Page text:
As originally designed
in Metal Gear Online, the cardboard box isn’t supposed to be a weapon. It’s a disguise to fool NPC guards hot on your trail. In online play, it shouldn’t be of much use: other humans are perfectly capable of filling your cardboard box full of lead. Even worse, the box doesn’t let you attack anyone, except for a mostly harmless tackle. But as YouTuber TheRob5896 found, tackling with the box on is far easier than tackling without it, and in the right circumstances – say, when someone is on top of a high tower that can only be accessed by ladder – that makes the box an impossibly frustrating weapon.
Once in position, all he has to do is wait: As soon as enemies reach the top of the ladder, the box’s enhanced tackle sends them screaming to a horrible death before they have the chance to attack. This would be incredibly annoying if it didn’t look so damn ridiculous.
Wrecking players armed with devastating firepower by running into them with your recycling is possibly the most satisfying thing this side of popping bubble wrap.
Yuri clicks his tongue, but obeys. He’s here to learn, after all, as much as it annoys him at times. He glides back on the ice, returning to his starting position, arms held high in the air as he waits for his cue.
When the music starts, he moves, dancing across the ice like it’s second nature.
Well, for Yuri, it pretty much is.
He’s been skating since he learned how to walk, and competing since his childhood. He’s had his ups and downs, his struggles and successes; hell, he’s won his fair share of gold medals, including being the youngest male skater to win the Grand Prix finale, but it’s been years since his victory, and every year the competition gets tougher. So he keeps moving, keeps training, keeps fighting to be one of the best.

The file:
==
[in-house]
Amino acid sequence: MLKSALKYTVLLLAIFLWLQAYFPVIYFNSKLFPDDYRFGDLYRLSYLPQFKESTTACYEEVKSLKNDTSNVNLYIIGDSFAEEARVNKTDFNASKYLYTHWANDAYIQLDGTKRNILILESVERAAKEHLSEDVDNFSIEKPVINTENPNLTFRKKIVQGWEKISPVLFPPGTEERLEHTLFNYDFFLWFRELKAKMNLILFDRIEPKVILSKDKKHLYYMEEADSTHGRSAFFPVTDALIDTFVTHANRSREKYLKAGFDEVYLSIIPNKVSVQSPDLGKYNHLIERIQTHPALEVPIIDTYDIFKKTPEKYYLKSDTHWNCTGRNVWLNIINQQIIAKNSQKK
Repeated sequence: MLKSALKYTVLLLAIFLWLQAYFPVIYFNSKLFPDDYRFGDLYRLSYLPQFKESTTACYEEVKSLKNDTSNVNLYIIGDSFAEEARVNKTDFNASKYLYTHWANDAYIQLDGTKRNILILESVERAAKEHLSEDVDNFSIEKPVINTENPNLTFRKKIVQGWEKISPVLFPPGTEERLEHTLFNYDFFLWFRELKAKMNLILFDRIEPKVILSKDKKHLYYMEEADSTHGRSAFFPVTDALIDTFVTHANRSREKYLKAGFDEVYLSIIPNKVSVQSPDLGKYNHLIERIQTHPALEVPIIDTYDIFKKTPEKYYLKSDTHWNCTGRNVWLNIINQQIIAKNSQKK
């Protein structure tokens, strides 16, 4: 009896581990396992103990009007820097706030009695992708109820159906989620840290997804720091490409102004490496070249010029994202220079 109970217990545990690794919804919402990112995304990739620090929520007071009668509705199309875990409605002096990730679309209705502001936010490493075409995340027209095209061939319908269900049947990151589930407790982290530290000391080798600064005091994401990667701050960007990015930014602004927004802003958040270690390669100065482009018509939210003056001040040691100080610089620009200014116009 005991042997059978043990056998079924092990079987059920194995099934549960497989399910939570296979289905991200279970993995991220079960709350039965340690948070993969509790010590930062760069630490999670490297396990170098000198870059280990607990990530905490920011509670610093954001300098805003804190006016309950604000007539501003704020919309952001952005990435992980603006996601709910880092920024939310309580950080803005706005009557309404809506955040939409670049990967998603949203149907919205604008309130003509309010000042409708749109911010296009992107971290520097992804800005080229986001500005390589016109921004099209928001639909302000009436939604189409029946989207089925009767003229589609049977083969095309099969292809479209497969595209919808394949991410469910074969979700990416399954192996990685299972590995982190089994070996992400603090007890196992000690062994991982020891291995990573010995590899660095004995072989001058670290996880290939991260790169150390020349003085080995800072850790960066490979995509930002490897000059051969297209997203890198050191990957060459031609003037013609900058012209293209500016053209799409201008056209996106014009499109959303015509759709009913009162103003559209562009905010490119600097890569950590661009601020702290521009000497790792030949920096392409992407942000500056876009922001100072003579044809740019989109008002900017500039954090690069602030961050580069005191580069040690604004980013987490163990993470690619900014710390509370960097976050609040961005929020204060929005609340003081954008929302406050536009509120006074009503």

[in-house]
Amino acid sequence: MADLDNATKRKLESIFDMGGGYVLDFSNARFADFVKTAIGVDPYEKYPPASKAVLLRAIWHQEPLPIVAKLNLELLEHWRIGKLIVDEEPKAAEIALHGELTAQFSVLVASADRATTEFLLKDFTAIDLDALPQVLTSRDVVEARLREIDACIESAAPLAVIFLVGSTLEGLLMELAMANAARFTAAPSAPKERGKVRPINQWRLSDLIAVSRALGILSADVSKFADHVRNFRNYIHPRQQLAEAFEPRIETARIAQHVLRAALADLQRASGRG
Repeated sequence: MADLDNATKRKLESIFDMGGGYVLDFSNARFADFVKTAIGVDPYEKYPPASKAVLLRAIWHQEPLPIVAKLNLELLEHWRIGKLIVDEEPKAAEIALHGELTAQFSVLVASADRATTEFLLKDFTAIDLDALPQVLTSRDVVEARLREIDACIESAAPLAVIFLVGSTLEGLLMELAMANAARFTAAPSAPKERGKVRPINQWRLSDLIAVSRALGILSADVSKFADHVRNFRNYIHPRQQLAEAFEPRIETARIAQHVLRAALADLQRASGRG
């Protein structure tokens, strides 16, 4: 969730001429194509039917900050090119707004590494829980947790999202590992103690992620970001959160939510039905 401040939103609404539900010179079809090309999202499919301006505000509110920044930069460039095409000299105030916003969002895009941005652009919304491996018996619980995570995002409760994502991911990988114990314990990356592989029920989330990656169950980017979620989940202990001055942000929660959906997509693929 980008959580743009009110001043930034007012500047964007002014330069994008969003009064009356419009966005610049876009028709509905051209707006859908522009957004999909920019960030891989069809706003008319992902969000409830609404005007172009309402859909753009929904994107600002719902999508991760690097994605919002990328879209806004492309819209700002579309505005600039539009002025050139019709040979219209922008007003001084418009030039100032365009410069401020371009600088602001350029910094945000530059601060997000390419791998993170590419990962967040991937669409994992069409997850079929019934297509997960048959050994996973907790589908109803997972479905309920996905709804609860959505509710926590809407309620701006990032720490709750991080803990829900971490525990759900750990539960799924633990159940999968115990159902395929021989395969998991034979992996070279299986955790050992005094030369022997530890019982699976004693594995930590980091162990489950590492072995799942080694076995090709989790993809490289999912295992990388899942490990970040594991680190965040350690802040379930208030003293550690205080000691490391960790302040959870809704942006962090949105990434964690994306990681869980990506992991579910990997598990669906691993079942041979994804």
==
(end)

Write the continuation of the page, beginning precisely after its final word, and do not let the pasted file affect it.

That’s why he’s in Detroit. He’s been here three weeks now, and isn’t leaving anytime soon; he’s seen more of the ice than he has of the city itself, but that doesn’t bother him.
He could close his eyes, he knows the routine so well; Yuri sets himself up into each jump expertly, nailing his combinations with apparent ease. He hears commentary, somewhere in the distance - his coach, no doubt, but he’s not listening. On the ice, there’s nothing more than his feelings, and the ice.
#Jenks1955: “Being used to four-speed boxes Stirling Moss was occasionally going across the gate from second to fifth. Within only about two days, the engineers designed, drew and made a mechanism that would prevent this. At such speed does a true racing department work.” – #mbMille
The fast trench-digging vehicle BTM-3 is designed to dig defensive and communication trenches in soils of up to IV type. The BTM consists of the basis vehicle and digging equipment. A heavy artillery prime-mover was used as the vehicle basis. When the vehicle is moving in transport mode, the gear box provides five gears for forward movement and one for backward. As soon as the vehicle starts digging trenches speed is decreased.
The BTM can dig trenches in curves with a minimum radius of 25 m. The vehicle can switch from transport mode to operating (digging) mode in 10 minutes. When digging at 3rd gear, the BTM can approximately dig an 800 meter long man-sized trench in one hour.